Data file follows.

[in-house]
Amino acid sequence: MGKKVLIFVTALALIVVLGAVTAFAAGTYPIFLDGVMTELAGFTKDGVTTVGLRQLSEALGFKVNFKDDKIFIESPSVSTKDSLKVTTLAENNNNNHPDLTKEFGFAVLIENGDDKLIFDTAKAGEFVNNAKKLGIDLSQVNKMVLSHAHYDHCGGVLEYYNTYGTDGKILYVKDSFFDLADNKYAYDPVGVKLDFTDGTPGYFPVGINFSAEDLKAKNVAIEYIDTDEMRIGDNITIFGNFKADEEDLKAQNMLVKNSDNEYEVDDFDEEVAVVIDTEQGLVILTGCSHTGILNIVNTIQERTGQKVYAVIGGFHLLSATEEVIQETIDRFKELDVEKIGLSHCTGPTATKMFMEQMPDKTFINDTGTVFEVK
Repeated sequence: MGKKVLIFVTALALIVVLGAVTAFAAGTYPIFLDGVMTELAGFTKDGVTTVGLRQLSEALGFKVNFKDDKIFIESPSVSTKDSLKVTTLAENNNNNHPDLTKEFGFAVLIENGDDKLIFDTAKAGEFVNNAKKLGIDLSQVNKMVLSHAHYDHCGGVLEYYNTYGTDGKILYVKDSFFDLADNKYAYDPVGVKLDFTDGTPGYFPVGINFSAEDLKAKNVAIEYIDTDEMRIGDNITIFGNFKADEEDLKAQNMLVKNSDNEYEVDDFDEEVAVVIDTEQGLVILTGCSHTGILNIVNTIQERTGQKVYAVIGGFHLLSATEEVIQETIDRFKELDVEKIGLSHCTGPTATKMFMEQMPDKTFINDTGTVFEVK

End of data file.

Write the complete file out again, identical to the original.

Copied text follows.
[in-house]
Amino acid sequence: MGKKVLIFVTALALIVVLGAVTAFAAGTYPIFLDGVMTELAGFTKDGVTTVGLRQLSEALGFKVNFKDDKIFIESPSVSTKDSLKVTTLAENNNNNHPDLTKEFGFAVLIENGDDKLIFDTAKAGEFVNNAKKLGIDLSQVNKMVLSHAHYDHCGGVLEYYNTYGTDGKILYVKDSFFDLADNKYAYDPVGVKLDFTDGTPGYFPVGINFSAEDLKAKNVAIEYIDTDEMRIGDNITIFGNFKADEEDLKAQNMLVKNSDNEYEVDDFDEEVAVVIDTEQGLVILTGCSHTGILNIVNTIQERTGQKVYAVIGGFHLLSATEEVIQETIDRFKELDVEKIGLSHCTGPTATKMFMEQMPDKTFINDTGTVFEVK
Repeated sequence: MGKKVLIFVTALALIVVLGAVTAFAAGTYPIFLDGVMTELAGFTKDGVTTVGLRQLSEALGFKVNFKDDKIFIESPSVSTKDSLKVTTLAENNNNNHPDLTKEFGFAVLIENGDDKLIFDTAKAGEFVNNAKKLGIDLSQVNKMVLSHAHYDHCGGVLEYYNTYGTDGKILYVKDSFFDLADNKYAYDPVGVKLDFTDGTPGYFPVGINFSAEDLKAKNVAIEYIDTDEMRIGDNITIFGNFKADEEDLKAQNMLVKNSDNEYEVDDFDEEVAVVIDTEQGLVILTGCSHTGILNIVNTIQERTGQKVYAVIGGFHLLSATEEVIQETIDRFKELDVEKIGLSHCTGPTATKMFMEQMPDKTFINDTGTVFEVK